One in seven young adults in Britain has “warm feelings” towards the Islamic State terror group, a new survey has revealed. According to a poll by Populus, 14 percent of under-25s in Britain view the group in a positive light, with 12 percent of 25 to 34-year-olds also thinking positively of the group.
Pollsters asked 2,000 British adults to rank a variety of nations and terrorist organisations on a scale of one to 10 according to how “warmly and favourably” they felt about them.
They found that a tenth of all Londoners and one in 12 Scots gave Islamic State a score of between six and 10, implying a level of sympathy with the group. However, the terror group is most popular with people aged under 25, with 14 percent rating them between six and 10.
Support for the group was also relatively high in Wales and the West Midlands, although is at its highest in London. Those over 45 were extremely unlikely to sympathise with the group, while the vast majority of the public overall have a negative opinion of the group with 88 percent ranking them zero to four.
Jonathan Githens-Mazer, an associate professor of Arabic and Islamic Studies at the University of Exeter, told the Times that some of Islamic State’s support could be from a small but significant number of non-Muslims who feel disillusioned with the British government and foreign policy.
He said that under-35s are especially sceptical of Britain’s political elite and were instead turning to blogs promoting “anti-political” ideas. He said: “There’s a big trend here, which is what happens to the state — and does the state matter any more? It fits in with British scepticism about the EU.”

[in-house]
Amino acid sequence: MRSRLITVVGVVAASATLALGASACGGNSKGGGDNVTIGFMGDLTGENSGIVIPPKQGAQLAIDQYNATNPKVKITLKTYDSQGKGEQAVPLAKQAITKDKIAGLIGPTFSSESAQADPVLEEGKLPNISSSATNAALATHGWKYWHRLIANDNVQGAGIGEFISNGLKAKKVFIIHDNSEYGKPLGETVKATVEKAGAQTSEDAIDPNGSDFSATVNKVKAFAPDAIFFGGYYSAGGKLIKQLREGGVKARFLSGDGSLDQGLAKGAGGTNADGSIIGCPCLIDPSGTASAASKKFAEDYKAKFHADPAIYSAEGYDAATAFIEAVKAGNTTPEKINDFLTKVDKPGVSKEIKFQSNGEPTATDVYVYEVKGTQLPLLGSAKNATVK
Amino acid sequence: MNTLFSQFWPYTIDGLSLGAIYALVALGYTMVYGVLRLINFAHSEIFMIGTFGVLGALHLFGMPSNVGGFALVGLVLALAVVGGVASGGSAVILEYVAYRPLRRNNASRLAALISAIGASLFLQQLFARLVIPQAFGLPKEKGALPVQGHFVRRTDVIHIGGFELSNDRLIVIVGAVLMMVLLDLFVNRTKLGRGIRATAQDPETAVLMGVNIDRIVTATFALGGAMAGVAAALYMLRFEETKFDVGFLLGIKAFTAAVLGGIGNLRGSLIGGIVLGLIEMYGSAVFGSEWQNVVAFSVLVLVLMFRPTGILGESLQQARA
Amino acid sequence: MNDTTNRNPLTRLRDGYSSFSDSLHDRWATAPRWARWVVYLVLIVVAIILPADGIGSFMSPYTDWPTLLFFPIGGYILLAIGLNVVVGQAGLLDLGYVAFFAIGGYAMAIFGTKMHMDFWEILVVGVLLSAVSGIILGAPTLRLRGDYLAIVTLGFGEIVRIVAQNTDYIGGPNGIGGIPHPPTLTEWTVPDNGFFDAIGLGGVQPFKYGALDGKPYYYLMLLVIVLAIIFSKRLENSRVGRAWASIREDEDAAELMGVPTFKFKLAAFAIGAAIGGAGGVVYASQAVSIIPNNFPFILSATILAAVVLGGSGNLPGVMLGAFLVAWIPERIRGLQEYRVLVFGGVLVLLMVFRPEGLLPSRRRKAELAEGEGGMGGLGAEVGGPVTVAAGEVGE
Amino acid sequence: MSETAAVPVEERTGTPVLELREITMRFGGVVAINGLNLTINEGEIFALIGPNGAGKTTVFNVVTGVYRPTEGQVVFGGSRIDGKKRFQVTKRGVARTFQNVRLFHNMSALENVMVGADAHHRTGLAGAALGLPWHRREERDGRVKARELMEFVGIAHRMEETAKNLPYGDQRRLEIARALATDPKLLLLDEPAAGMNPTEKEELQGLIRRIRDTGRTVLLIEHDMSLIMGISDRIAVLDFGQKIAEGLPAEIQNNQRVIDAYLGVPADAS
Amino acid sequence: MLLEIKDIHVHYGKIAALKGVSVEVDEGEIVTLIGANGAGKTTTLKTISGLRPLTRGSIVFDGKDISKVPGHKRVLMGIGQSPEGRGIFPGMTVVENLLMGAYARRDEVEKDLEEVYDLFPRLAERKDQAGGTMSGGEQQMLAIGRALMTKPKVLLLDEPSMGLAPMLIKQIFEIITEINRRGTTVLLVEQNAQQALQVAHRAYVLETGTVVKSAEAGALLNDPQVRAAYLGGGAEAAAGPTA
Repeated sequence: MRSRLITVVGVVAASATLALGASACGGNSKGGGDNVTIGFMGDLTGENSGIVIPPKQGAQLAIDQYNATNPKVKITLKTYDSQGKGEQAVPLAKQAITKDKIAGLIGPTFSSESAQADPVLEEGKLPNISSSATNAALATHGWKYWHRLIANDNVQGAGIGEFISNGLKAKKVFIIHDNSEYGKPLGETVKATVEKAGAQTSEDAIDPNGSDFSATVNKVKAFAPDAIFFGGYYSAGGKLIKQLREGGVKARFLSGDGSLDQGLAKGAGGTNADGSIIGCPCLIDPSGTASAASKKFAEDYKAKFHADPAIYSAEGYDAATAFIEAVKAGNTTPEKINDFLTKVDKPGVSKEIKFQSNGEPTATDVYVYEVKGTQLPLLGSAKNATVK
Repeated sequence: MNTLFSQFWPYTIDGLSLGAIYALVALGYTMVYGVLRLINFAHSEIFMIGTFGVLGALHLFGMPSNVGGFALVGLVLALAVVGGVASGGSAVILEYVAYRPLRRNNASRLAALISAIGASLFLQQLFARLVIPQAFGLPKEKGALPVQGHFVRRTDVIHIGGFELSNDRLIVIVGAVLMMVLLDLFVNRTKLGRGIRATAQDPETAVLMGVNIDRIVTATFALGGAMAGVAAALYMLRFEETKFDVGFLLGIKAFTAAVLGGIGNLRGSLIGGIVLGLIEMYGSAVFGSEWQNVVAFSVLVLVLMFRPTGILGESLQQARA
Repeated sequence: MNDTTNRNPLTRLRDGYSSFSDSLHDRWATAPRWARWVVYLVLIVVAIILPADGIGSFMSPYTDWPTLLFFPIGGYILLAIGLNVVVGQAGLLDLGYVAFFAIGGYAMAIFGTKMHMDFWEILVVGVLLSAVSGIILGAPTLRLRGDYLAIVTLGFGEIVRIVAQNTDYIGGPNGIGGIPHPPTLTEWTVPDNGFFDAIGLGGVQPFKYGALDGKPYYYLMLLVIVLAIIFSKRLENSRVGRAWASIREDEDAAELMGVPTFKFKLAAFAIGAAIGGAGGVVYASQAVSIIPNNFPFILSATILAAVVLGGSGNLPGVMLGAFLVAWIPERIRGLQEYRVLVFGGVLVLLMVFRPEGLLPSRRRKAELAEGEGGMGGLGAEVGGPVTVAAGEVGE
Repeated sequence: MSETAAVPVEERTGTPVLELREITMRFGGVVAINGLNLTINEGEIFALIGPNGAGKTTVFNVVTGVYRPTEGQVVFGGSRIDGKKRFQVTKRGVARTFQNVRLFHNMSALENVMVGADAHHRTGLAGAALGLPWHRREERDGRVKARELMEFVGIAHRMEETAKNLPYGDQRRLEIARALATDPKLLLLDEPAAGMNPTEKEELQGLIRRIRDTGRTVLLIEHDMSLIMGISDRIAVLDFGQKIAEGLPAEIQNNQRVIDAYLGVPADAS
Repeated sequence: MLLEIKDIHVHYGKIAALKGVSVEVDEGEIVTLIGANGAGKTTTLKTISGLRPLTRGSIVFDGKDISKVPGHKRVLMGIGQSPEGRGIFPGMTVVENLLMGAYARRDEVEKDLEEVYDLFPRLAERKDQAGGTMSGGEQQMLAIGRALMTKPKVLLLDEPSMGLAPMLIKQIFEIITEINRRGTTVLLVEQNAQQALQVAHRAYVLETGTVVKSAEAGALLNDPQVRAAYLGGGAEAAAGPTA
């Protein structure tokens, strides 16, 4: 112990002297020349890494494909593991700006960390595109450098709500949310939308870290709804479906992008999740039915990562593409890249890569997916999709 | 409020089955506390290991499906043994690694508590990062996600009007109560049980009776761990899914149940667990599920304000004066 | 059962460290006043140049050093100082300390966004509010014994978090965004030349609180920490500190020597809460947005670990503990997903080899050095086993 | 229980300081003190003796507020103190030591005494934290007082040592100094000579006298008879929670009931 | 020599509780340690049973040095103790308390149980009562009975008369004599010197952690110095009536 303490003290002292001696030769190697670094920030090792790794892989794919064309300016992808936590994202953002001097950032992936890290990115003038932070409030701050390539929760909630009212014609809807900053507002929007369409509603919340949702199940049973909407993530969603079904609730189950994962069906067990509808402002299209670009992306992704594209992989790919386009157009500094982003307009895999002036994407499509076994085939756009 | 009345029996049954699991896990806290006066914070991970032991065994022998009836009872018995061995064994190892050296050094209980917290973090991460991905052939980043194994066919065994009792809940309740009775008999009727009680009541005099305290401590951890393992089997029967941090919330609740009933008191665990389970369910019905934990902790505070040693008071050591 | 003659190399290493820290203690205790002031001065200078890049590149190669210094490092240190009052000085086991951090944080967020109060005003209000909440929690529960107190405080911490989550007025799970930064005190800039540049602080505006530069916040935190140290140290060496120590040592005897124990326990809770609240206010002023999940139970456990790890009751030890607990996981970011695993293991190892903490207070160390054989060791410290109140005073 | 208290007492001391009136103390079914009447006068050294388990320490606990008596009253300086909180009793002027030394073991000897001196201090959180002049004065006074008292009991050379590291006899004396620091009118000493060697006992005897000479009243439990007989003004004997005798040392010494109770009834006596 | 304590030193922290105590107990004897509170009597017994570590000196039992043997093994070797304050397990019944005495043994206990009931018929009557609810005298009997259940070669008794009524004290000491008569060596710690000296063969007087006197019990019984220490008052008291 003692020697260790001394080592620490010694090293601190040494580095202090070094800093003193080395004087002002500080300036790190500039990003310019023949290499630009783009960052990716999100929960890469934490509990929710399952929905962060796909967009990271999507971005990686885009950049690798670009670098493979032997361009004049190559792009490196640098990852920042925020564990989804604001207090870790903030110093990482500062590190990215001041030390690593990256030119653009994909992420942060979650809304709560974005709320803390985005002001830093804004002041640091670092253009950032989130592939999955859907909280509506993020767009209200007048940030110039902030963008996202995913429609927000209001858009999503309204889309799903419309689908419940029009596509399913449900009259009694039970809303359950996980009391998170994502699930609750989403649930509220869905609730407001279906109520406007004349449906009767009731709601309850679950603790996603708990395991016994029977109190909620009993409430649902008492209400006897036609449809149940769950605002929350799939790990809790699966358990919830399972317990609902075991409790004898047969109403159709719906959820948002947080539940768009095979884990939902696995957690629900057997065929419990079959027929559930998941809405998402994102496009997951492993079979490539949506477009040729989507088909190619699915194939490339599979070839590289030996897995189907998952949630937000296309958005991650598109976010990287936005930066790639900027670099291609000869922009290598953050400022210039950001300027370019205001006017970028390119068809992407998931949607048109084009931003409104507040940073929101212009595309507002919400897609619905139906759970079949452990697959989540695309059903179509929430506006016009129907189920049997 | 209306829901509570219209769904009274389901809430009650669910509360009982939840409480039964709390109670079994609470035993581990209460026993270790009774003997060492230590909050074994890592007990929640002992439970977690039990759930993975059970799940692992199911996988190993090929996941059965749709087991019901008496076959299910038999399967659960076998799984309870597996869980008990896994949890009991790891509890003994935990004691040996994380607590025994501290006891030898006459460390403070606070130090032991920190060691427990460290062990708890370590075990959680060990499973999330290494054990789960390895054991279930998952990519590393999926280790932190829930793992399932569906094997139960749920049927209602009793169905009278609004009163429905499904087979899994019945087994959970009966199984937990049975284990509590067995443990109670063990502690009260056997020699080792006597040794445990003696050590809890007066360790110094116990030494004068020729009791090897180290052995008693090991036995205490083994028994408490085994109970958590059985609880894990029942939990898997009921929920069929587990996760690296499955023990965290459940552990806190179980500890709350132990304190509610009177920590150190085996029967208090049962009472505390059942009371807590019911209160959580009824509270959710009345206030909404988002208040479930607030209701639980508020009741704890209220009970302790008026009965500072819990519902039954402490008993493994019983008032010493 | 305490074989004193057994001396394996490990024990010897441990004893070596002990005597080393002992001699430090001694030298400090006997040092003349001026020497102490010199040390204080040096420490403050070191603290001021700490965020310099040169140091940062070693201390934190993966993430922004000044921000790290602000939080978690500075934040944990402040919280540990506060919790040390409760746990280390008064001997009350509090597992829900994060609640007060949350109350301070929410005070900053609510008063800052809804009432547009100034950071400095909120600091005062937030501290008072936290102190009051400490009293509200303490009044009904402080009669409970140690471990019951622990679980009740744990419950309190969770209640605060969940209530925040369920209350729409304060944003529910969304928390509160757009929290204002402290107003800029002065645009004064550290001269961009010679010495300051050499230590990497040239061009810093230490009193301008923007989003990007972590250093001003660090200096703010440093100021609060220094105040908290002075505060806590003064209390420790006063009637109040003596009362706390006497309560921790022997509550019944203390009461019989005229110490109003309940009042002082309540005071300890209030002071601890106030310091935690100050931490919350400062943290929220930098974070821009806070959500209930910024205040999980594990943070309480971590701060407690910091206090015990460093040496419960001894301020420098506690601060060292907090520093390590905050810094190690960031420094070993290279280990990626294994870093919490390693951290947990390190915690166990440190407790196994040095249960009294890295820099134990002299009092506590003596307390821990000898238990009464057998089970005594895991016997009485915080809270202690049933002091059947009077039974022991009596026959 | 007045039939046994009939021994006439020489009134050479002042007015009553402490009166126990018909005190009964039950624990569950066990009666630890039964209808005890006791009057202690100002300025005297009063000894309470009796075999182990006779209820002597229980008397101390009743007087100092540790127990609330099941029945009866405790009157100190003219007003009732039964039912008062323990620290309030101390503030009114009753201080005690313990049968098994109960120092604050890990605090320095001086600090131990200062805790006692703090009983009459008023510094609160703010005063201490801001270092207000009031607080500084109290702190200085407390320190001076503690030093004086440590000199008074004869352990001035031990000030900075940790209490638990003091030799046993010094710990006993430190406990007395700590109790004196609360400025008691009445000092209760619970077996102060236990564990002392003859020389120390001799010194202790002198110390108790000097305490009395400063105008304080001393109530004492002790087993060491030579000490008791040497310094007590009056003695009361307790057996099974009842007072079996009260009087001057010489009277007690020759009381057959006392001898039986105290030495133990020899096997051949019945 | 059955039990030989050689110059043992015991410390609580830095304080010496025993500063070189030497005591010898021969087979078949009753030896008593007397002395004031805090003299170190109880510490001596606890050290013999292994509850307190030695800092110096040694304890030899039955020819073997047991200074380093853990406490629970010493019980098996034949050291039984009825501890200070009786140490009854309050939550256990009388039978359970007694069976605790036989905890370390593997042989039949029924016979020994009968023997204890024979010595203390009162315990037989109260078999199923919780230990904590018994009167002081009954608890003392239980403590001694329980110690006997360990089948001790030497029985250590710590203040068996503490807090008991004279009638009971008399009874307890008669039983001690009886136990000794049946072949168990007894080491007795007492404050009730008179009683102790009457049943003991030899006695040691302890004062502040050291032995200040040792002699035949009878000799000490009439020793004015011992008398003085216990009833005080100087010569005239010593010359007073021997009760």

Under-35s were also most likely to have a favourable view of Hamas and Hezbollah, while holding a bad view of Britain and America.
Dr Clive Field, who is director of the British Religion in Numbers project at the University of Manchester, added: “It does go some way toward explaining why we have actually got five British citizens going away looking for jihad every week and we have got at least 500 over there already.”
He also said that the poll shows there is an “admiration” for Islamic State’s aggression, rather than support for its aim to create an Islamic caliphate.
Sociologist Marat Shterin also said that it was unlikely so many young people actually support Islamic State’s aims, and that it was due more to an ignorance of foreign affairs, distrust of the mainstream media and rebelliousness against the “establishment”.
“I do not expect most of those who expressed a degree of ‘support’ for Isis really agree with its ideology and politics,” he said.